6 Tips for Preventing Plantar Fasciitis Foot Pain
Anyone who stands all day at work is probably accustomed to having sore, achy feet at the end of the day, and runners may know the familiar heel pain after a long run. For some people however, that initial ache can develop into a more serious concern called plantar fasciitis. Plantar fasciitis is the most common type of foot pain, and occurs when the flat band of tissue connecting your heal to your toe, called the plantar fascia, is strained. Tiny tears in the tissues of the plantar fascia develop, causing inflammation and pain at the bottom of the foot when walking, standing, or getting out of bed in the morning.
Plantar fasciitis frequently develops in workers after prolonged periods of standing on hard surfaces or in athletes due to overtraining. Additional causes include improper footwear, being overweight, having high arches or flat feet, or rolling your feet inward as you walk. Plantar fasciitis is more common in women and middle-aged adults.
While taking anti-inflammatory medications can help to decrease foot pain, these medications only temporarily ease symptoms. What should you do if movement is an essential component of your daily life, such as an athletes or workers who stand?
Here are five tips for preventing plantar fasciitis foot pain:
1. Get a postural analysis. Your pain may be related to your gait, or how you carry your weight while walking. People who turn their feet inward too much (overpronation) or outward too much (underpronation), and those who have high arches or flat feet are at a higher risk of plantar fasciitis. This can often be corrected by orthotics, posture correction, and chiropractic adjustments. As a chiropractor trained in sports medicine and skilled in treating sports injuries, Dr. Rivano can perform a postural analysis to see if your posture or gait can be improved.
2. Make sure you have the right-fitting shoes. Improper footwear is a common cause of foot pain, heel pain, and plantar fasciitis. If you have flat feet, getting insoles or shoes with arch support can help to absorb shock. However, if you have a high arch, additional support may create more problems, so workers will want to wear flat, cushion-like insoles. Your Florham Park chiropractor, Dr. Rivano, can advise you on using proper footwear.
3. Stretch. Regularly stretching your toes, feet, and calves throughout the day and especially before work or engaging in physical activity can help to prevent plantar fasciitis pain. The feet are supported by the calf muscles and Achilles tendons, so it's important to incorporate additional lower limb stretches into your at-home care. There are also particular exercises which can help to strengthen the plantar fascia and supporting muscles. Consult with Florham Park chiropractor Dr. Rivano for stretches appropriate for your needs.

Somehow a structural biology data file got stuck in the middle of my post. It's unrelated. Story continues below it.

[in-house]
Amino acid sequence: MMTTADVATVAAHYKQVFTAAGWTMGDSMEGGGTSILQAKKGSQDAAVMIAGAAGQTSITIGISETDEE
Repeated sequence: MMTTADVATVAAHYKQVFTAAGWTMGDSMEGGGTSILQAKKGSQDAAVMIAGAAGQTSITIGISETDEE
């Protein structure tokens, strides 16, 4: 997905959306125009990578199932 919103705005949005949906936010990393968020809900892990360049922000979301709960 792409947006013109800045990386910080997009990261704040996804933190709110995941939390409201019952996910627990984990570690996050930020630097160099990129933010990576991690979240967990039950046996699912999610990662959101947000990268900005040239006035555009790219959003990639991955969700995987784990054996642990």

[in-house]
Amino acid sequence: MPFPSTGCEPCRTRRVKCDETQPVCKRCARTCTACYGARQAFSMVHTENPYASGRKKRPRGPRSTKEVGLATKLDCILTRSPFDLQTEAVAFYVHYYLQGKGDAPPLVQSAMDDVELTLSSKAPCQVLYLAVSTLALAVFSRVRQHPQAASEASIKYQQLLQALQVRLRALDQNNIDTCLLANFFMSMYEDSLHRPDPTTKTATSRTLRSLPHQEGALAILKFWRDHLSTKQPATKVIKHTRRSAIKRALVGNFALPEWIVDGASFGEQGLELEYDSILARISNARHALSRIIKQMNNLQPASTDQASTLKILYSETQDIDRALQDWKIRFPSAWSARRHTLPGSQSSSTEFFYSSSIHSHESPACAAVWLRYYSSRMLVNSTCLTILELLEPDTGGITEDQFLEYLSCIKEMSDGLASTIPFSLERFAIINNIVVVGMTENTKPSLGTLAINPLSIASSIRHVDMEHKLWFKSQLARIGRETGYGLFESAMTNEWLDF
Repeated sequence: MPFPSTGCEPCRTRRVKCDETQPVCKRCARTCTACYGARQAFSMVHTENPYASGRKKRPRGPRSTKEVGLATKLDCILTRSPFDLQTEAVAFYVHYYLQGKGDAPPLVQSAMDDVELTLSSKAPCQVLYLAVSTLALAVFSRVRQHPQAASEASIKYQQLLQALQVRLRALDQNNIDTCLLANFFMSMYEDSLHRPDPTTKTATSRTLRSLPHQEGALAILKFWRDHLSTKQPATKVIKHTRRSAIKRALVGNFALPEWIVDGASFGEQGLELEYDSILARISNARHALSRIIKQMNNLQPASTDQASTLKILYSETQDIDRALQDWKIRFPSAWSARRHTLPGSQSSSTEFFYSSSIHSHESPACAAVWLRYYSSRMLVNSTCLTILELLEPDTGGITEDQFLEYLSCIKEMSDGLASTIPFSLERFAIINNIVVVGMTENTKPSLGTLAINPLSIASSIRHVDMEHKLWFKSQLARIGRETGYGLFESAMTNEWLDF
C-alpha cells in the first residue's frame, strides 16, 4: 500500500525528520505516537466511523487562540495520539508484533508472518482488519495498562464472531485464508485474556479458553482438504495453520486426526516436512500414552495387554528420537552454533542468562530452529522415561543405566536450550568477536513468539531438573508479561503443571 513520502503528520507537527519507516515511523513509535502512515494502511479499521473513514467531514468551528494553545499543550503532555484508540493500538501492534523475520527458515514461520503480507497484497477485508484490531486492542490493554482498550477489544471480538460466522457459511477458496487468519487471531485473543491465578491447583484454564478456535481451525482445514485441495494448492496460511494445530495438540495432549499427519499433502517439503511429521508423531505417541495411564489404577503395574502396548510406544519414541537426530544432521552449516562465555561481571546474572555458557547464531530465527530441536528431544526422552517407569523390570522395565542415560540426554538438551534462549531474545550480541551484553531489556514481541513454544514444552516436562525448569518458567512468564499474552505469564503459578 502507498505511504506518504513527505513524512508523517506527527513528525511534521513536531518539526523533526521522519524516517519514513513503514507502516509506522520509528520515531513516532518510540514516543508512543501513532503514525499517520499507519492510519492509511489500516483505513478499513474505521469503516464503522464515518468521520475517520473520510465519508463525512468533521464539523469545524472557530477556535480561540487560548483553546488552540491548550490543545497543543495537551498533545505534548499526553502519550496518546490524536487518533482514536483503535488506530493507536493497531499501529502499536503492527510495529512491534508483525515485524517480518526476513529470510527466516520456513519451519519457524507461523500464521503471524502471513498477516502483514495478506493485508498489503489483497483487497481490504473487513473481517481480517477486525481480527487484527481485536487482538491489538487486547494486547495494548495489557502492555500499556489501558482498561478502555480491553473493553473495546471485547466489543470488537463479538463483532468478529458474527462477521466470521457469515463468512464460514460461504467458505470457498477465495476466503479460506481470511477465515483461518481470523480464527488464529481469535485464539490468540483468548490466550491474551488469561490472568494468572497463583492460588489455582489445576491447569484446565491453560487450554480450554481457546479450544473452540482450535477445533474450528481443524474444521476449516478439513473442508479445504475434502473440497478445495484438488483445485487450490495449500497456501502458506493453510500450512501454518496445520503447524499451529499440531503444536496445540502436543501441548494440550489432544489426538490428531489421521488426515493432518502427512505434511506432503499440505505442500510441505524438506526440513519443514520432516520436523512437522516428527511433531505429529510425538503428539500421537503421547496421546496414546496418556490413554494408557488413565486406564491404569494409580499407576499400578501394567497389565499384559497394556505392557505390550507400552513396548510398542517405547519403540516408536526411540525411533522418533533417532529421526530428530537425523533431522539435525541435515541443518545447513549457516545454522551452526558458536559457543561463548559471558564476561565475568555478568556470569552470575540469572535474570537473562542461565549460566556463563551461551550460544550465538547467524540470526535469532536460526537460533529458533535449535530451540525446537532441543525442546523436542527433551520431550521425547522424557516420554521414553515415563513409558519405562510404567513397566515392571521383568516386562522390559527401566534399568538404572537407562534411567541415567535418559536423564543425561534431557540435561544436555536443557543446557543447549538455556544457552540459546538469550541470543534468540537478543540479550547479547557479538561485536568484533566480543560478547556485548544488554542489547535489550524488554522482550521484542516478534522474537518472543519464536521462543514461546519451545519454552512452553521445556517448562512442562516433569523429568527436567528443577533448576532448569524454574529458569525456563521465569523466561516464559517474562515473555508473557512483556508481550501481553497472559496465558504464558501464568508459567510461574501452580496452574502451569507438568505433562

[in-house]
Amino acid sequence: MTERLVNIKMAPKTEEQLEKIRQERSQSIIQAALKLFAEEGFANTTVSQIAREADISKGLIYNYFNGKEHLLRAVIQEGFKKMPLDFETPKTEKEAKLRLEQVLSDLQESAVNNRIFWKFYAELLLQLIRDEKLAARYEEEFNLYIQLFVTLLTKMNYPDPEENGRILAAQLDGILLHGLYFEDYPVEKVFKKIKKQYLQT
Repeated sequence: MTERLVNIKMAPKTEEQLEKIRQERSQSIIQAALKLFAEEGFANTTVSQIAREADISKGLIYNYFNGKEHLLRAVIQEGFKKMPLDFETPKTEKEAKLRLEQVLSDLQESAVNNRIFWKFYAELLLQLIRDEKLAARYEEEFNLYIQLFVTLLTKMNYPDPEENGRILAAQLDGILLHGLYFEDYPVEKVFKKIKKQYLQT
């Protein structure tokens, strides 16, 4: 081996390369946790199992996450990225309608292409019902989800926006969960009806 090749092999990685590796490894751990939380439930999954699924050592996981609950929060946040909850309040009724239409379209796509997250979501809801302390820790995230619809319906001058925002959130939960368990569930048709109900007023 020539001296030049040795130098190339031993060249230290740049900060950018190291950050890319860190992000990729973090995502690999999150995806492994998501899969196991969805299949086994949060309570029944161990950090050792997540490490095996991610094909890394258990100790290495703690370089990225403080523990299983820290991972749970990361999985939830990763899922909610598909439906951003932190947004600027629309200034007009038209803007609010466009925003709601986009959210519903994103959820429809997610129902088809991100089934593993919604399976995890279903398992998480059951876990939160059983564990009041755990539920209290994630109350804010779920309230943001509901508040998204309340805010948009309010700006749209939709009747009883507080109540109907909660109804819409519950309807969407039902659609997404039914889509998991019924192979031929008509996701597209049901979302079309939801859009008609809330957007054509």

4. Ice and cryotherapy. Cold therapy (known as cryotherapy) can soothe inflammation and decrease pain. As a sports injury chiropractor, Dr. Rivano frequently advises patients on using cryotherapy to reduce acute and chronic pain.
5. Rest. Finally, it's important to rest your feet during periods of heightened plantar fasciitis foot pain to avoid damaging the tendon further. If you're an athlete, take a break from running or walking and use a lower-impact exercise for cardio, like swimming or cycling. If you're a worker who stands, ask if you can temporarily switch to tasks that get you off your feet or take short sitting breaks throughout the day. Over time, your injured tendon will heal and you will be able to resume normal activities.
6. Consider getting Extracorporeal Pulse Activation Treatment (EPAT). We've previously written about how EPAT can ease a range of musculoskeletal problems by increasing blood circulation and stimulating the metabolism to support healing. Dr. Rivano specializes in using this non-invasive treatment for foot pain relief and more.
Don't let plantar fasciitis get in the way of your ability to work or participate in sports. Give Rivano Chiropractic Health Center a call for relief from plantar fasciitis in Florham Park, Madison, and East Hanover today.
Photo by Chris Bögle via Creative Commons
Daniels CJ and Morrell AP. Chiropractic management of pediatric plantar fasciitis: a case report. Journal of Chiropractic Medicine 2012; 11(1): 58-63. doi: 10.1016/j.jcm.2011.06.009.
Preventing Foot Pain in the Workforce. Foot Protection Content from EHS Today. November 17, 2003. Accessed October 16, 2013. http://ehstoday.com/ppe/foot-protection/ehs_imp_36713